Fighting Global Cybercrime Will Mean Big Business (HACK, PFPT)

Here's how investors can profit in a trillion-dollar industry sector

Today, we are in the midst of a technological renaissance. The power of a semiconductor (the heart of most of today’s technological innovation) doubles every two years, according to Moore’s Law.

Elon Musk, the visionary behind Paypal Holdings Inc (PYPL), Tesla Motors Inc (TSLA), Space X and more, recently remarked in an interview that the average smartphone user arguably has more power than the president of the United States had 20 years ago.

If you think about it for a second, you can see how he has a point. You can answer any question, video conference or message practically anyone, anytime, anywhere — all in an instant.

Nearly every aspect of life is now digitized: from family photos and funny videos to medical records and bank statements. And while the convenience of our daily lives has grown exponentially thanks to the advances of digital technologically, so have the potential threats against individual Americans.

In 2014, the British insurance company Lloyds Banking Group PLC estimated that cyberattacks cost the world more than $400 billion. For reference, that’s larger than the GDP of 170 individual countries.

[More from StreetAuthority.com: What We Can Learn From ‘The Stock That Never Goes Down’]

That same year that report was released, Target Corporation (TGT), Home Depot Inc (HD) and JPMorgan Chase & Co. (JPM) all reported their systems had been corrupted, the leaking sensitive information of roughly 250 million customers. The hacks cost the three companies a combined $1.2 billion in damages.

Just a few weeks ago, we learned that the Democratic National Committee had been hacked. Intelligence experts think the Russians are somehow behind it. And it makes sense — Putin and his underlings have a longstanding commitment to cyber operations as a part of their so-called “asymmetrical” warfare strategy dating back to before its annexation of the Crimean peninsula in the Ukraine in 2014.

Even more recently, hackers in Russia are suspected to have breached voter databases in Arizona and Illinois. According to this article, experts say “there is serious concern” that Russian intelligence agencies may be seeking to sow an air of uncertainty around the U.S. presidential election.

And just days ago, the cloud-based data storage company Dropbox announced that the email addresses and passwords of 68 million users from a breach dating back to 2012 were recently leaked online.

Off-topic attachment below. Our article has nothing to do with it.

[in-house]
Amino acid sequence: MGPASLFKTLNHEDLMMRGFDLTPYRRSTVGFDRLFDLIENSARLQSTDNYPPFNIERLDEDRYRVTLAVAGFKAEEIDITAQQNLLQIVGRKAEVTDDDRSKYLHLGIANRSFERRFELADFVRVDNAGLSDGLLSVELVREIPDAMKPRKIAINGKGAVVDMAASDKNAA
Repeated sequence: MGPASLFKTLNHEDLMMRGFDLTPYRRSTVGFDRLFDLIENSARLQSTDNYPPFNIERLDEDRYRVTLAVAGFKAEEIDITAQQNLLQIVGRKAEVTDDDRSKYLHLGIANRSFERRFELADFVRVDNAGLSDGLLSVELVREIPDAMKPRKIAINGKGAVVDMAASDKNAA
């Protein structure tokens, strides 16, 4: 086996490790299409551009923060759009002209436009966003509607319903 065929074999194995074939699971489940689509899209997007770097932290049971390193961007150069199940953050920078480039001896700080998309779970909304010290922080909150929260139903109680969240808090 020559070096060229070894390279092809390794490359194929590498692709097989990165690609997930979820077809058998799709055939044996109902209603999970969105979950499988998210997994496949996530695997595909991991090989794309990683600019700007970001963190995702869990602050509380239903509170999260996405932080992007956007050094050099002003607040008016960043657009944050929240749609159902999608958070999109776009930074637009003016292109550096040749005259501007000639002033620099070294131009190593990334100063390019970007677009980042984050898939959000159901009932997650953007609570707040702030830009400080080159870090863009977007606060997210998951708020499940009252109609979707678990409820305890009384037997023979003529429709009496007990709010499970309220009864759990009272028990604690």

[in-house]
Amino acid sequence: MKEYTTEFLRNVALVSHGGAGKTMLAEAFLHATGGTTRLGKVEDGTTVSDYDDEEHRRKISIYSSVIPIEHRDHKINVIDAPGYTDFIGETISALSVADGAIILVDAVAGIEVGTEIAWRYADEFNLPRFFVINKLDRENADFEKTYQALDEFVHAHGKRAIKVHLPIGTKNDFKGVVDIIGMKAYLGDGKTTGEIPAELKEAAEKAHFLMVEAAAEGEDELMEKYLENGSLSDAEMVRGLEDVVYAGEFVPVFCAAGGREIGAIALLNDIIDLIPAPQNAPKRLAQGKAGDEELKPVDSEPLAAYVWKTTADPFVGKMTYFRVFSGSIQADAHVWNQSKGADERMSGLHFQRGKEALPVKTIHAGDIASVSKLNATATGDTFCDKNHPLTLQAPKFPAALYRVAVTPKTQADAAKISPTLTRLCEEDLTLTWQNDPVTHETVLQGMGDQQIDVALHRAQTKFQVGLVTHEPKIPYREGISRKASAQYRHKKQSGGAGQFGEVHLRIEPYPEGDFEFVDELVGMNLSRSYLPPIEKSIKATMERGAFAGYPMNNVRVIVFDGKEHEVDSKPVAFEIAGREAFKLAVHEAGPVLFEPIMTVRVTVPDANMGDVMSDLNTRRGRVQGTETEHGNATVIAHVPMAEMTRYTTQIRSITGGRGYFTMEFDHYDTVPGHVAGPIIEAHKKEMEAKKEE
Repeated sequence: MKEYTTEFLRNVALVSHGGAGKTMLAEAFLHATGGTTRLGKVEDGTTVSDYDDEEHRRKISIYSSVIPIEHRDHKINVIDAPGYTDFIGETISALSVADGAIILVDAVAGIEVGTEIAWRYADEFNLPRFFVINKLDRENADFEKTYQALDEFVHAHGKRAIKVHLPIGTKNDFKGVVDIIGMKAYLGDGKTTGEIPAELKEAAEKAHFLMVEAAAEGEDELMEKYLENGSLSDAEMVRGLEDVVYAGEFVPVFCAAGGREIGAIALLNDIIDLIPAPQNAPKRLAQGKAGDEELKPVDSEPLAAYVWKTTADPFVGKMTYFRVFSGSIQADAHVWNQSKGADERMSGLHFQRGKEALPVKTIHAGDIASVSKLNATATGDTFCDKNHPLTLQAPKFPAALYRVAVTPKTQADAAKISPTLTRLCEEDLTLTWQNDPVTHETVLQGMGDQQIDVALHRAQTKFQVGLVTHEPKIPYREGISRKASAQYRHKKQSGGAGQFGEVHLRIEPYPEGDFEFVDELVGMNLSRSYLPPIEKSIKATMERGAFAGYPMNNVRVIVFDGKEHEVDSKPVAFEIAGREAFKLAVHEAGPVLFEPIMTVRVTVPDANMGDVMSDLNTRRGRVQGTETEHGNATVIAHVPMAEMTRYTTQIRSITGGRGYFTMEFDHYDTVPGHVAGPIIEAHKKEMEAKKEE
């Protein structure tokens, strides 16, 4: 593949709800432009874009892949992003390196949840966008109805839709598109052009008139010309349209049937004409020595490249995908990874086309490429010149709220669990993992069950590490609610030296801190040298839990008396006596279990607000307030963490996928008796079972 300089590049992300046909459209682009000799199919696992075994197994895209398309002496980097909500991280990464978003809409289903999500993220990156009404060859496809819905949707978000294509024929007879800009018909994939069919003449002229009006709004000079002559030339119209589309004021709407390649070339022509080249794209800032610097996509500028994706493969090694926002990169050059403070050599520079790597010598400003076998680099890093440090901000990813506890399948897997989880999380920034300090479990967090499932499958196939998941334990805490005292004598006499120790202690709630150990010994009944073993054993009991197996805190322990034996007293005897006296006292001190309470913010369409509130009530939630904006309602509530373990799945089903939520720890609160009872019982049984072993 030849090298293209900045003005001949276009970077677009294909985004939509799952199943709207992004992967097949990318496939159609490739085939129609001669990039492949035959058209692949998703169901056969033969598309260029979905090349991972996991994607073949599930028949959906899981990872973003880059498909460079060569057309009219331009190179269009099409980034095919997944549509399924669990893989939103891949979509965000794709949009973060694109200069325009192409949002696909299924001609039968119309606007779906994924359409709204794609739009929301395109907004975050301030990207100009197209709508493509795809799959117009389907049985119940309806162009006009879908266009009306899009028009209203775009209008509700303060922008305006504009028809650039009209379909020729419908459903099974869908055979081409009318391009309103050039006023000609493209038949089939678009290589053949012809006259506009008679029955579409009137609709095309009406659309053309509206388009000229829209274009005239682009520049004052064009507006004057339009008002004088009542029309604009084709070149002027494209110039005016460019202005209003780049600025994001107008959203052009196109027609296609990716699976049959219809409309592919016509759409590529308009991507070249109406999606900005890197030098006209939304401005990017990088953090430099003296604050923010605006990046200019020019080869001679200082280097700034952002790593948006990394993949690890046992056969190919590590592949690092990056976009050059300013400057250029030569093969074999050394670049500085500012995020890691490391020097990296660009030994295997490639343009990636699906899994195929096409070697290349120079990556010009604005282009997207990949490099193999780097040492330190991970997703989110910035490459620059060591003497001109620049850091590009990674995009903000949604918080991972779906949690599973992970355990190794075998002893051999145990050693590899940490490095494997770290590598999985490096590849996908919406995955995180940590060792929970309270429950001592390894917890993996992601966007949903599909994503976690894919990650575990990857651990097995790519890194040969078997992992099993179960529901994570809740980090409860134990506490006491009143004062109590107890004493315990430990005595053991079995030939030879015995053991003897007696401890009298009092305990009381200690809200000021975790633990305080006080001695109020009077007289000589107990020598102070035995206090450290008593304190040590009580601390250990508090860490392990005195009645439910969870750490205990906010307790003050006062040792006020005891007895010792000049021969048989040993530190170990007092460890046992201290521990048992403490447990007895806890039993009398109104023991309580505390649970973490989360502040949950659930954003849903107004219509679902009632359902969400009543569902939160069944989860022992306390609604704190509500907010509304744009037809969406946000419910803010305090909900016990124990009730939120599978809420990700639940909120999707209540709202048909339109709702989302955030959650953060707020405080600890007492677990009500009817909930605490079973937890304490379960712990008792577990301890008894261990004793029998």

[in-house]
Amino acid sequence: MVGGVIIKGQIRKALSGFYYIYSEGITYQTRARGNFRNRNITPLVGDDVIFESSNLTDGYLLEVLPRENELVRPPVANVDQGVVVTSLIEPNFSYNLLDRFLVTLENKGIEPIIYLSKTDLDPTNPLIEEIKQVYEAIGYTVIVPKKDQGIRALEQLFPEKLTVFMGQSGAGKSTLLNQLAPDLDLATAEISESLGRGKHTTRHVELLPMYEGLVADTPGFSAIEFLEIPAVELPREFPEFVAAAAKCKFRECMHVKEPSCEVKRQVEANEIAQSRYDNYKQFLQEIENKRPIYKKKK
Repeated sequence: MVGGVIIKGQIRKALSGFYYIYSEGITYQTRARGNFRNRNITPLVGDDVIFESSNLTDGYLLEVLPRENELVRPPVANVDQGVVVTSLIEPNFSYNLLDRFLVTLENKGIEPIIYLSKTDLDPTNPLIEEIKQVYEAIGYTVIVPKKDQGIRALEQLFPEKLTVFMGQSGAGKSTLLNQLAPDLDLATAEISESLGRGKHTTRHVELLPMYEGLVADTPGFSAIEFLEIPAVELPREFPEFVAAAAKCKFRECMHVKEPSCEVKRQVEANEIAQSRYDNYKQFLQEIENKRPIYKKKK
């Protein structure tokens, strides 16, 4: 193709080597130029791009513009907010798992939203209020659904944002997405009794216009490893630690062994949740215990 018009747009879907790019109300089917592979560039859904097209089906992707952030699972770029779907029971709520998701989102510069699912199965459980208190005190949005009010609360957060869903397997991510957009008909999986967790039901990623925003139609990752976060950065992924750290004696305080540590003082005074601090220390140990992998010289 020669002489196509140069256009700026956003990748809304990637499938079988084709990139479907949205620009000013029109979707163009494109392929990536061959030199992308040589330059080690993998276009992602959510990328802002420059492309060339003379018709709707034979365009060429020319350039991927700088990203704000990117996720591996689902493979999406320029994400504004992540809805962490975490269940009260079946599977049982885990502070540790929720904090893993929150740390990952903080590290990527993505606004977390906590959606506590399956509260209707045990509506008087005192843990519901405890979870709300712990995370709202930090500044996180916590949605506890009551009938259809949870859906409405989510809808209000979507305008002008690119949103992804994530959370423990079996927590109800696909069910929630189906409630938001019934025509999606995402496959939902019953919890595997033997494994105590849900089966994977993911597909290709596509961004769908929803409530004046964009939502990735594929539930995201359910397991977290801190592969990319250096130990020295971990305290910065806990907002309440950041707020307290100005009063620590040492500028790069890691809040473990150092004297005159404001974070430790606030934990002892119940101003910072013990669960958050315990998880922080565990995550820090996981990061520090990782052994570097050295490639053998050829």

Stopping Cybercrime Will Be The Next Big Thing 

This is only the beginning. That same Lloyd’s report from our original research estimates that dealing with global cybercrime will cost $2 trillion by 2019.

[More from StreetAuthority.com: A Small-Cap Stock To Buy Right Now…]

So clearly, fighting against this threat is going to take a lot of money and brainpower. That’s why Cybersecurity Ventures, a market research firm for the industry, reports that large companies around the world are spending hundreds of millions of dollars to keep up with the threat. Financial powerhouse JP Morgan Chase, for example, has doubled its annual cybersecurity budget to $500 million. Bank of America Corp (BAC), meanwhile, has stated that it has an “unlimited” budget when it comes to dealing with cybercrime.

But these large firms can’t do it alone. And besides, smaller companies and individuals are going to need protection, too. (Another fun fact: The 2016 Identity Fraud Study by Javelin Strategy & Research says $15 billion was stolen from 13.1 million U.S. consumers in 2015.)

That’s why Cybersecurity Ventures also expects the industry to skyrocket to a whopping $170 billion by 2020, up from an estimated $77 billion today. Not only that, but it also expects $1 trillion to be spent on cybersecurity from 2017 to 2021.

Clearly, as this threat grows, so too will be the private sector’s response to it. And early investors into the cutting-edge companies in this space stand to make a fortune.

[More from StreetAuthority.com: A Grim Forecast For The American Consumer]

One way you can invest in this space today is by owning shares of the world’s first cybersecurity exchange-traded fund: the PureFunds ISE Cybersecurity ETF (HACK). This fund holds some of the most innovative cyber-defense firms out there, from giants like Cisco Systems, Inc. (CSCO) to several lesser-known companies, like Proofpoint Inc (PFPT), one of the only pure-play cloud security companies on the market.

Bottom line, with demand steadily growing, it won’t be long before the burgeoning cybersecurity industry explodes… making early investors huge gains in the process. And while the threat is very real and concerning, there’s also enormous potential for investors to profit from the companies working on the front lines in this space.

That’s why StreetAuthority’s newest market expert Genia Turanova explicitly mentioned cybersecurity as one of the major areas she intends to focus on now that she’s at the helm of our premium aggressive growth letter, Game-Changing Stocks.

If you’re already a subscriber, then stay tuned. If not, then I encourage you to check out Genia’s coverage of this space (as well as the rest of her fantastic research) by clicking here.

StreetAuthority’s mission is to help individual investors earn above-average profits by providing a source of independent, unbiased — and most of all, profitable — investing ideas. Unlike traditional publishers, StreetAuthority doesn’t simply regurgitate the latest stock market news. Instead, we provide in-depth research, plus specific investment ideas and immediate action to take based on the latest market events. Visit us at StreetAuthority.com.

Related Articles

More From InvestorPlace


Article printed from InvestorPlace Media, https://investorplace.com/2016/09/fighting-global-cybercrime-will-mean-big-business/.

©2019 InvestorPlace Media, LLC